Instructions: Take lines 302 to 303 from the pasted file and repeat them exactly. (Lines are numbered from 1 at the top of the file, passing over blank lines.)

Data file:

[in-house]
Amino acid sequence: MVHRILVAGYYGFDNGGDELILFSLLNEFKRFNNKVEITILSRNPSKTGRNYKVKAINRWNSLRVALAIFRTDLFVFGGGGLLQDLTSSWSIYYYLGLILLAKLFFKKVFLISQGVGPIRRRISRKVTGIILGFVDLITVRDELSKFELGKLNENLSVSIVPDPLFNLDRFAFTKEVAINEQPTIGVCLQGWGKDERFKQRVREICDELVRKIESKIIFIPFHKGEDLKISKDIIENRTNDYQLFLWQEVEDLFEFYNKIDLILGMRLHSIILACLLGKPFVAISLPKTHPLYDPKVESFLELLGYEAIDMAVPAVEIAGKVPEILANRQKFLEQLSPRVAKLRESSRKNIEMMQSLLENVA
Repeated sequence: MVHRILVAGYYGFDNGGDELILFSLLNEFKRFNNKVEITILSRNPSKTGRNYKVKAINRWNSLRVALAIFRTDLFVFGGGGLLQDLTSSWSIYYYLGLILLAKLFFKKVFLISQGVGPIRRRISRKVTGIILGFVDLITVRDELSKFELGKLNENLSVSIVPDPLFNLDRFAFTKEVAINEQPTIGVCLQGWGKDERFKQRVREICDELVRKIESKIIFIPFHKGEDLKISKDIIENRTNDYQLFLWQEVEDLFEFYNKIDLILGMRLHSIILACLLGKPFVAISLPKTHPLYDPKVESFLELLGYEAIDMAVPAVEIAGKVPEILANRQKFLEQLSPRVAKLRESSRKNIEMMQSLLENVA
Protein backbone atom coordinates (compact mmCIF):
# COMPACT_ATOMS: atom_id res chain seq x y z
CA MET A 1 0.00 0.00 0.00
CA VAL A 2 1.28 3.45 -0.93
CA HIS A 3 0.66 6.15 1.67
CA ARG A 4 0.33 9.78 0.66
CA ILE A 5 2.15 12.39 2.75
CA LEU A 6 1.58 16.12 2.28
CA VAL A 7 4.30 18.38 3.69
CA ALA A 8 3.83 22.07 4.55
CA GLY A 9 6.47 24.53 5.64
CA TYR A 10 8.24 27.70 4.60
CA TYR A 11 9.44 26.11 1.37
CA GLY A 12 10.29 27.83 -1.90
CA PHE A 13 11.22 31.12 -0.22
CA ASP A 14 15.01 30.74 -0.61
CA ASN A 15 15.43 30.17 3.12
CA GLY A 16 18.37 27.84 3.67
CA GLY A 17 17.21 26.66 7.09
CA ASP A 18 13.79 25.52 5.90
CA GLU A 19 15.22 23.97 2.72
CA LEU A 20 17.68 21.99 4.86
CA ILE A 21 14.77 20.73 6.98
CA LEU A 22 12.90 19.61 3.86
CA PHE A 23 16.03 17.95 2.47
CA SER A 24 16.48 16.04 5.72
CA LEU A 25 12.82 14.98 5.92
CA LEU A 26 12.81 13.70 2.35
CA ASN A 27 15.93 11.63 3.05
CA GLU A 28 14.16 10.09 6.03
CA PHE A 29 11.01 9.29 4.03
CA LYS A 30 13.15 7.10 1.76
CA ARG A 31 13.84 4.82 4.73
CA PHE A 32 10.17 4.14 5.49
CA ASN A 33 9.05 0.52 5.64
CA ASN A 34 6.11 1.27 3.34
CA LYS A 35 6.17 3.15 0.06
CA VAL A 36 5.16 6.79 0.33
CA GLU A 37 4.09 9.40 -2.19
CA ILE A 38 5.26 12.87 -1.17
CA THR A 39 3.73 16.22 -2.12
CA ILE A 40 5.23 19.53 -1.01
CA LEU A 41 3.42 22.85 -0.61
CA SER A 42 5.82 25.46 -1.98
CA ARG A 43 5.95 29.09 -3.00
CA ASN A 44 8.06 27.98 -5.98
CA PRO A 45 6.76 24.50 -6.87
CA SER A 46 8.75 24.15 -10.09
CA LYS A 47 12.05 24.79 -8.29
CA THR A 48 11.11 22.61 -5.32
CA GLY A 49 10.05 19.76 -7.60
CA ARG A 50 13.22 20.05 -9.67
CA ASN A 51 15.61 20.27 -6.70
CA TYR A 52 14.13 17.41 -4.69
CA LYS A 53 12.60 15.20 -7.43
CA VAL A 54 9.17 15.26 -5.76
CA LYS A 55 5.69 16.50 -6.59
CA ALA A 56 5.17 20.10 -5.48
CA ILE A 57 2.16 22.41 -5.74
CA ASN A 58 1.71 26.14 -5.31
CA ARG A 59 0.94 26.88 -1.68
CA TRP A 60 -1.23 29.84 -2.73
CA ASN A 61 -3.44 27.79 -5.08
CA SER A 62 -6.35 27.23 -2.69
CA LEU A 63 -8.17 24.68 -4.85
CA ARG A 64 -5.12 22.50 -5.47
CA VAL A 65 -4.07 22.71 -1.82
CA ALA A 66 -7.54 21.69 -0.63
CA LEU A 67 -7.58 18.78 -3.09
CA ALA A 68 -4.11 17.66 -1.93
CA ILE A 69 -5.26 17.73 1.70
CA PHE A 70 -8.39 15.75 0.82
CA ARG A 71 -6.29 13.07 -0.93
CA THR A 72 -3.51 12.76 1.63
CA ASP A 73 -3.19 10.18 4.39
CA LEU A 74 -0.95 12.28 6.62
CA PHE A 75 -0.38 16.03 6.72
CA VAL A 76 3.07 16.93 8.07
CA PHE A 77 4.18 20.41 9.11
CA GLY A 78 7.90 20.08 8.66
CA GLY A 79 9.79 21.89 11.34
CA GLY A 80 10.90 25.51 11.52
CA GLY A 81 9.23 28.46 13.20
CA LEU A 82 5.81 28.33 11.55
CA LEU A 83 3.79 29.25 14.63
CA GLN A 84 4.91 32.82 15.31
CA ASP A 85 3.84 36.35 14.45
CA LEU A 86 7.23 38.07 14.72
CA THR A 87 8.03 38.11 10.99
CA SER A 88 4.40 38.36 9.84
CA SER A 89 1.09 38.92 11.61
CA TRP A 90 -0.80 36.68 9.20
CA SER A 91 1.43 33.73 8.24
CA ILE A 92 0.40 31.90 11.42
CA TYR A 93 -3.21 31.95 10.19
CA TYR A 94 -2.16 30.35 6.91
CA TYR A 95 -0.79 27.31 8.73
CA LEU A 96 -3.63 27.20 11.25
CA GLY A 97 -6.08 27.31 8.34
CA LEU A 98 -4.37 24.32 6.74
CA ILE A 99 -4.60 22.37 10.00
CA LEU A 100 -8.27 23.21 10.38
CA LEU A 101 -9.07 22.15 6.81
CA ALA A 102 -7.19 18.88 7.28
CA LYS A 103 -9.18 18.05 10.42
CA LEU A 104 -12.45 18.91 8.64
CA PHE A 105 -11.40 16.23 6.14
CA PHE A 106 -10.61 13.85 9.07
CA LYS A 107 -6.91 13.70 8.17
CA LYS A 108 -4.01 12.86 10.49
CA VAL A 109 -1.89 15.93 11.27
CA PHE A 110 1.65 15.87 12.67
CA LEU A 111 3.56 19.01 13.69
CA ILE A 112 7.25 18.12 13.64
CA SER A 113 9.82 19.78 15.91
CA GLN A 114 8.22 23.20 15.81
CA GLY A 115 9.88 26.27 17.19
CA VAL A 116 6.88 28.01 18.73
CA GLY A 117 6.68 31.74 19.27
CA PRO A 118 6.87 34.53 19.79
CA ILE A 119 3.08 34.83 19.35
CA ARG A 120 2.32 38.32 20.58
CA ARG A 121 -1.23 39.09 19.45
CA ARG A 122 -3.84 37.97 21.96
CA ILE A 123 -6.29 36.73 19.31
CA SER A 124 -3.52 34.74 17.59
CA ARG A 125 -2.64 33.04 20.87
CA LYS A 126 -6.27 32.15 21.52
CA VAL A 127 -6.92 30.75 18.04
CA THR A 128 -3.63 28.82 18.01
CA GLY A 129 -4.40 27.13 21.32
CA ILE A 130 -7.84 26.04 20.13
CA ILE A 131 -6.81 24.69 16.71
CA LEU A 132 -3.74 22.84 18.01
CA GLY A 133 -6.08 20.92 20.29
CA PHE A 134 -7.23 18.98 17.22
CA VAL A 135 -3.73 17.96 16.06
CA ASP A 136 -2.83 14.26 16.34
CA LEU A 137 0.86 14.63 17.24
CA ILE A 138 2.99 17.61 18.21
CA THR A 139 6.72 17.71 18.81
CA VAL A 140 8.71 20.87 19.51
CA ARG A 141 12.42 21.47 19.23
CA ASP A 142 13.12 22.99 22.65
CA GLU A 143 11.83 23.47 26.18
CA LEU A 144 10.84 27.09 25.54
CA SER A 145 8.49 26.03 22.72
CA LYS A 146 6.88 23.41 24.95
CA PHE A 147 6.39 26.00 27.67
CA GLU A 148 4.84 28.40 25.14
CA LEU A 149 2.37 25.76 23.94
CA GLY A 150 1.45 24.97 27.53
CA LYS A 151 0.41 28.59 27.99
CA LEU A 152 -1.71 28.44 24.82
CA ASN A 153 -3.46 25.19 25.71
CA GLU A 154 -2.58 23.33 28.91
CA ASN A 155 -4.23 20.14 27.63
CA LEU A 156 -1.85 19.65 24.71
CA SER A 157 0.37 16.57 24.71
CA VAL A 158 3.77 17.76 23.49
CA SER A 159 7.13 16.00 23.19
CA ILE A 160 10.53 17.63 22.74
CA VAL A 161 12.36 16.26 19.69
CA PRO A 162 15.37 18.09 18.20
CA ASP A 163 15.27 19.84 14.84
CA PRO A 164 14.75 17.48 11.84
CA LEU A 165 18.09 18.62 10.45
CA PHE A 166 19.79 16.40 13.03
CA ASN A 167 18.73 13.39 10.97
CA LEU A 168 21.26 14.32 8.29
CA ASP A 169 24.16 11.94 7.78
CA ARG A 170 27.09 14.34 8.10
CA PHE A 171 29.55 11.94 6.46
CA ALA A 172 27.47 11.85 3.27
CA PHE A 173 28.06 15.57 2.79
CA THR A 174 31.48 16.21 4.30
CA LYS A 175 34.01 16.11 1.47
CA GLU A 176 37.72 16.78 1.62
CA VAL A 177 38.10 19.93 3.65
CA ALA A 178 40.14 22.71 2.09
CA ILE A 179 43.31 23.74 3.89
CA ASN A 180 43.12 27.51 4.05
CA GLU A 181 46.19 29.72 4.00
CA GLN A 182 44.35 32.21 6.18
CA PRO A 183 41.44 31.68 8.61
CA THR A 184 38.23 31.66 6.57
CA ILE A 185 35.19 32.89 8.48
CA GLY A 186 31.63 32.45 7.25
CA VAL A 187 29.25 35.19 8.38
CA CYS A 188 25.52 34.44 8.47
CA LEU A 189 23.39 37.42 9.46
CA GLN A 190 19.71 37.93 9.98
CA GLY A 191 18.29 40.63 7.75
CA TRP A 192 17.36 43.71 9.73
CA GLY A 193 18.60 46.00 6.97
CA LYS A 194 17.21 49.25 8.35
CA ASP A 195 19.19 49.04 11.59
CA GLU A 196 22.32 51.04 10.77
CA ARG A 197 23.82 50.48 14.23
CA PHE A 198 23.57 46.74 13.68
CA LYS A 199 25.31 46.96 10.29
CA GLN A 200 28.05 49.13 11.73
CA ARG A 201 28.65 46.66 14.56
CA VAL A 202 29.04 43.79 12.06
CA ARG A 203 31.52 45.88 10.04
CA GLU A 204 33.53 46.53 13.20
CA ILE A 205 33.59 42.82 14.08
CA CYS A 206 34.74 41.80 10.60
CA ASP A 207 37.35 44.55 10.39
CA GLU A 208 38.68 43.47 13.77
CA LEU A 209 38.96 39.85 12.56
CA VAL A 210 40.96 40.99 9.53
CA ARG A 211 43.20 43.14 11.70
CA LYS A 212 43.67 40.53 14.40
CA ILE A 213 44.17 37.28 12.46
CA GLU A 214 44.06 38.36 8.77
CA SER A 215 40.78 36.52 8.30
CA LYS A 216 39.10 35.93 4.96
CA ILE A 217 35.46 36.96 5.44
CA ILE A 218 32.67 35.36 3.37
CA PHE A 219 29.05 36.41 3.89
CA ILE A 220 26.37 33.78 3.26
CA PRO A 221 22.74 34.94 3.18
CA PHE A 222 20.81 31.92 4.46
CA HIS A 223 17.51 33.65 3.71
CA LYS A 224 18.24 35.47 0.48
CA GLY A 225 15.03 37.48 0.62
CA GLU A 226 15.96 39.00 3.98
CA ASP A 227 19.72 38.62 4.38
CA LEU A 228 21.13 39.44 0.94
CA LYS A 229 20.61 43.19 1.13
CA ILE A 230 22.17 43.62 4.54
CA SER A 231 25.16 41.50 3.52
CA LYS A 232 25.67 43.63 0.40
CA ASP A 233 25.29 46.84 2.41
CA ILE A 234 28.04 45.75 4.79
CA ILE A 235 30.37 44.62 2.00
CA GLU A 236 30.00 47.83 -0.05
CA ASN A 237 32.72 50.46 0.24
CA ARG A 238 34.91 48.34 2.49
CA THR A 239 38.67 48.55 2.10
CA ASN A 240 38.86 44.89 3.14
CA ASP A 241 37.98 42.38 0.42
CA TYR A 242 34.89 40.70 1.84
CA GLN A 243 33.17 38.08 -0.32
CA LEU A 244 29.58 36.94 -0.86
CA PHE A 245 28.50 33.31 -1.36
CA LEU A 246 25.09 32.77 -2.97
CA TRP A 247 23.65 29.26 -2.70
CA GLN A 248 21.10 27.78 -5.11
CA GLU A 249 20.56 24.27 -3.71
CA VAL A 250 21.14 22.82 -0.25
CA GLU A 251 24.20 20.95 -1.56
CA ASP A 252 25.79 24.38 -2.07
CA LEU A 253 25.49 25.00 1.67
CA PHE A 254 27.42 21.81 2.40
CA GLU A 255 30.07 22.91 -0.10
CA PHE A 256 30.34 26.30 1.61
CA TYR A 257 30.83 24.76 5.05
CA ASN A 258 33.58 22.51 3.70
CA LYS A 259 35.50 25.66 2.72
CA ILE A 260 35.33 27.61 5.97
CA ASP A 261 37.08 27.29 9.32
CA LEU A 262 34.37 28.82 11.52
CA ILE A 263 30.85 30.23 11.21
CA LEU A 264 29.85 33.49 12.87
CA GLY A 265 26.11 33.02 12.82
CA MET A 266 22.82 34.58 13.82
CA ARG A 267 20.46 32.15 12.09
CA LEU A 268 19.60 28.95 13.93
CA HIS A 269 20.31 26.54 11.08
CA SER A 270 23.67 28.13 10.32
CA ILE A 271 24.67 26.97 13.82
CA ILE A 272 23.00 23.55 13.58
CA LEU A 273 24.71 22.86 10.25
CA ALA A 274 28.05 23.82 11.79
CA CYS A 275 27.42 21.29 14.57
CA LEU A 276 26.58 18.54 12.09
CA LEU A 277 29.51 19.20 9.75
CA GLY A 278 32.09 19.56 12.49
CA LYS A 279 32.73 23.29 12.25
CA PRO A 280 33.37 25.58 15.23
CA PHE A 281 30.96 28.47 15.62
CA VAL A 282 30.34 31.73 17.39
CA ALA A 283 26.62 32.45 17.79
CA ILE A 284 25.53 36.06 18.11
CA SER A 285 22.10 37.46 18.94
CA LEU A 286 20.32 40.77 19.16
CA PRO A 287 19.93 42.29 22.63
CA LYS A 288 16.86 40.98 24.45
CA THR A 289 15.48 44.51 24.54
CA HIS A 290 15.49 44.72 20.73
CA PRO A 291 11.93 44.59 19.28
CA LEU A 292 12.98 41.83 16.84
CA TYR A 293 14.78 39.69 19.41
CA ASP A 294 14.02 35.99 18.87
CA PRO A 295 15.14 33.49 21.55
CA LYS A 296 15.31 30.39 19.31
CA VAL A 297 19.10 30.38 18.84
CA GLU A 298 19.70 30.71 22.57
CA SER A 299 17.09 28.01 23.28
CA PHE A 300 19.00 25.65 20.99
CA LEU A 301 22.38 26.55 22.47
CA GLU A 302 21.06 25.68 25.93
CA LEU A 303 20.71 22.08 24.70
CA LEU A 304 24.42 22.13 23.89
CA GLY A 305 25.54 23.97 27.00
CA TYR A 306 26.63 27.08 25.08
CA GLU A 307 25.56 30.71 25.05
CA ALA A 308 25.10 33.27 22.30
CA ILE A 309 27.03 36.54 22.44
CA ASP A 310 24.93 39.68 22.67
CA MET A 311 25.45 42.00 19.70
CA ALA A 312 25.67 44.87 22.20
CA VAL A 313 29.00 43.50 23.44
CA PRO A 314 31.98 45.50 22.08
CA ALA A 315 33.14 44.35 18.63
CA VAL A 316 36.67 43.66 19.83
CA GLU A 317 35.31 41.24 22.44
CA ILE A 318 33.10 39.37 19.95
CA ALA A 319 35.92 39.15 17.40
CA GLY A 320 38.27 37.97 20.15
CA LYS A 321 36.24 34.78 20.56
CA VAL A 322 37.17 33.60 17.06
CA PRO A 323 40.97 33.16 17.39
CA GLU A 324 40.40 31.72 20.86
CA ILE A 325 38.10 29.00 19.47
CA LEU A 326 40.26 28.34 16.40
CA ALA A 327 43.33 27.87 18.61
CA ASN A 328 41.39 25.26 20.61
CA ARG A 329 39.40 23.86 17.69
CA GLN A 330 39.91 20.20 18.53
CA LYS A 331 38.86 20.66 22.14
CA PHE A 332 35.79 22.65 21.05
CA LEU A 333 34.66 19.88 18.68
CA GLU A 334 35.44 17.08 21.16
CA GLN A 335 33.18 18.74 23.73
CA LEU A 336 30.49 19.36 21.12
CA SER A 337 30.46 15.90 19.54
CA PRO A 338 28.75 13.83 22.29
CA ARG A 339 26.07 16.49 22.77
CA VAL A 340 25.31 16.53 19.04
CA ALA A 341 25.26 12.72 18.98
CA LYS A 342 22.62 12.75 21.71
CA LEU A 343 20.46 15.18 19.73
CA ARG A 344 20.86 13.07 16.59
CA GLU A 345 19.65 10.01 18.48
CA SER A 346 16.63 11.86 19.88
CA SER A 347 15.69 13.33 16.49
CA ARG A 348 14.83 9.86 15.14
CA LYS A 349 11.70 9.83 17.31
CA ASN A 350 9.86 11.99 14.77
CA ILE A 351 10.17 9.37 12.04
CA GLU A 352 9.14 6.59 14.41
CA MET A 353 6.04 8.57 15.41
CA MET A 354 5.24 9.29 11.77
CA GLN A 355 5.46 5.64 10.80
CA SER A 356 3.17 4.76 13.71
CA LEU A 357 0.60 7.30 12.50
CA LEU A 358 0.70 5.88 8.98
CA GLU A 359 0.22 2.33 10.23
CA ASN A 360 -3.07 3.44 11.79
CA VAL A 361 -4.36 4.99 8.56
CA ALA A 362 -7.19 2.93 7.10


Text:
CA VAL A 297 19.10 30.38 18.84
CA GLU A 298 19.70 30.71 22.57